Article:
The Boks will play their old foe England, who they beat in the 2019 final in Japan, after a performance in the French capital that was nothing short of heroic.
It was a magnificent occasion, well worthy of a final, and the dimwits at World Rugby who three years made the draw ridiculously early should be escorted to the guillotine.
It is criminal that the best teams in the world were sandwiched into one half of the draw and now we have Ireland, the No1 ranked team in the world, and France who are out of the semi-finals.
There can be no occasion in rugby bigger than the host nation of a World Cup going up against the current champions in a play-off and the Boks were thrust on to the back foot from the first whistle by the supercharged French.
With nearly 90 000 of their countrymen screaming them on, the French were virtually unstoppable in the early moments and their prop Cyril Baille surged over the line after just 90 seconds.
The Boks had to respond quickly to avoid being swept away by the blue wave, but not even the most fanatical Bok supporter could have foreseen their team hitting back instantly, and quite magnificently.
Pieter-Steph du Toit had won a turnover soon after the restart, Cobus Reinach kicked it high and handsome, and the ball bounced favourably for Kurt-Lee Arendse to gather and scamper to the line
Manie Libbok steadied South African nerves when he nailed the conversion and it was 7-7 after as many minutes.
The flyhalf minutes later hoisted the ball across field where the ubiquitous Arendse plucked it out of the air and it was centre Damian de Allende who roared to the French line. He was stopped just short, but a few phases later he crashed over for a fantastic Springbok score.
The French thundered back and hooker Peato Mauvaka profited when a quick tap penalty was taken in the Bok 22 and he could not be stopped at the corner flag.
In a match of unrelenting drama, the Boks denied the French the conversion points when Cheslin Kolbe charged down kicker Thomas Ramos.
That left the score at 12-12, but Kolbe had only warmed up and a minute after the restart Jesse Kriel manufactured a perfect grubber kick through the defence for Kolbe to gather and hurtle to the line. Libbok nudged home the conversion to give his team a 19-12 lead.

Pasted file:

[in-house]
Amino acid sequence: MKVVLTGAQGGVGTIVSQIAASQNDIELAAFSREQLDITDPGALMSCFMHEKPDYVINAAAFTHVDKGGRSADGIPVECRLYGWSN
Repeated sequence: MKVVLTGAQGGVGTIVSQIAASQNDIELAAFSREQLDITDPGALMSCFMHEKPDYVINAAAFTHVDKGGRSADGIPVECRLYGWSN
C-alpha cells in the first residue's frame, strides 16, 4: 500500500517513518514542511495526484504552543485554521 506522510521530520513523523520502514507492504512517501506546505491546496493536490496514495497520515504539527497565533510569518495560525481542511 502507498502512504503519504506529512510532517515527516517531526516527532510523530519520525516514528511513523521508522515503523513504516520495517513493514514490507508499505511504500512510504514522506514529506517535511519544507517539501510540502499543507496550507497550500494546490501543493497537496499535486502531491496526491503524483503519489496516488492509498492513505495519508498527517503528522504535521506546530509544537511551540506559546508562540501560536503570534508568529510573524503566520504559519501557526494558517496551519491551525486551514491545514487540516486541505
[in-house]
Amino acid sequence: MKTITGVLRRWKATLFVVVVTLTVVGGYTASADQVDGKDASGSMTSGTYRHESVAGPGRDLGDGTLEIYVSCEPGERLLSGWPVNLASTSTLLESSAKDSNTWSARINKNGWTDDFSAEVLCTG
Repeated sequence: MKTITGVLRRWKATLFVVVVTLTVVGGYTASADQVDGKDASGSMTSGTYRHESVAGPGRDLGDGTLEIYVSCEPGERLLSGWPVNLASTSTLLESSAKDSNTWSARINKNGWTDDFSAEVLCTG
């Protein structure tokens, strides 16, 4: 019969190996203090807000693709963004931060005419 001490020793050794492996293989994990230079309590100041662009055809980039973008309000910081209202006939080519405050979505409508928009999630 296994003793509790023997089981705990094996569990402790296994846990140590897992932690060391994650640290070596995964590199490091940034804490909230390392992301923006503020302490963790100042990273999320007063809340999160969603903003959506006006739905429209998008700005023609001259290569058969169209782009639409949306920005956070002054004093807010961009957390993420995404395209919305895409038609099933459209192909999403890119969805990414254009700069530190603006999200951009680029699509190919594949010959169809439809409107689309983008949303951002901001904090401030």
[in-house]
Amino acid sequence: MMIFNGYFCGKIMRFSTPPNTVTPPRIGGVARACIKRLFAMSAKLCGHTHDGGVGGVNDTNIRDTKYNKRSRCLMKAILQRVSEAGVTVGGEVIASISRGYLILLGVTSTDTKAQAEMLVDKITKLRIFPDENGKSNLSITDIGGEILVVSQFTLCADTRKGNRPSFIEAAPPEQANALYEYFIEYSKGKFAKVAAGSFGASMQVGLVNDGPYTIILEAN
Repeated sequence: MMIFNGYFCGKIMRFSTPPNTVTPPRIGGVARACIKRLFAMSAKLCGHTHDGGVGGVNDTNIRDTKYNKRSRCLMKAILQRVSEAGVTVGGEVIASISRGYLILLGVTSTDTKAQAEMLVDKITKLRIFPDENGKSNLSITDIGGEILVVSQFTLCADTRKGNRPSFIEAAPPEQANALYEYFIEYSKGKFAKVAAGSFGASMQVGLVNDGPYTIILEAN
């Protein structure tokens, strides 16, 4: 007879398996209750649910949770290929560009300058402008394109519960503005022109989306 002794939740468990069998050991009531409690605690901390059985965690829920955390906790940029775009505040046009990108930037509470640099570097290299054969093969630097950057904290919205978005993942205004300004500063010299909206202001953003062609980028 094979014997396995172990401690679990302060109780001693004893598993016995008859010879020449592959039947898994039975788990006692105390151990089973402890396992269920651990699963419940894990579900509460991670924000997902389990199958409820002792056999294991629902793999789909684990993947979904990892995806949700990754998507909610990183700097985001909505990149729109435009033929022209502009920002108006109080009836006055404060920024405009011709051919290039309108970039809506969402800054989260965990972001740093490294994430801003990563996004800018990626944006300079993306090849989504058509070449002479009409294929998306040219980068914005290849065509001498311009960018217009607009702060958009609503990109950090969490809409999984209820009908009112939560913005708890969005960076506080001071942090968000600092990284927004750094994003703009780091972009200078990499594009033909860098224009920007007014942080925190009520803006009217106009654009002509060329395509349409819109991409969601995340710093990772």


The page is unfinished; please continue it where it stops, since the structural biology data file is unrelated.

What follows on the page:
This match was played at a soaring tempo and the French surged back with a try to hooker Cyril Baille, and after 30 minutes it was locked up at 19-19.
A minute before half-time there was a massive moment when Bok bruiser Eben Etzebeth was sin-binned — the Boks’ first card of the tournament — when he accidentally collided high with a French player. As he trudged to the sideline, Thomas Ramos kicked his team into halftime lead.
Just five minutes in to the second half Bok boss Rassie Erasmus rolled the dice when he replaced his halfbacks, introducing Handre Pollard and Faf de Klerk, plus bringing on X-factor lock RG Snyman for Franco Mostert.
But it was France who scored next when 12 minutes into the tensest of halves, the Boks conceded a scrum penalty for Ramos to convert into a 25-19 lead.
It was around this point that referee Ben O’Keefe succumbed to the pressure of the French crowd when he made the awful call to penalise the surging Bok pack for holding on (Kwagga Smith) when it was not the case. They could have scored but for that sabotage from the Kiwi official.
But the New Zealander had to keep his whistle in his pocket when the Boks blasted ever onwards and Etzebeth cruised over the line.
Pollard converted and a minute later kicked a vital long-range penalty to push the Boks into a 29-25 lead with ten minutes to go.
A Ramos penalty pulled France to within a point with seven minutes left, but it was not enough.
Springboks 29 — Tries: Kurt-Lee Arendse, Cheslin Kolbe, Damian de Allende, Eben Etzebeth. Conversions: Manie Libbok (2), Handre Pollard. Penalty: Pollard.
France 28 — Tries: Cyril Baille, Peato Mauvaka. Conversions: Thomas Ramos (2). Penalties: Ramos (2).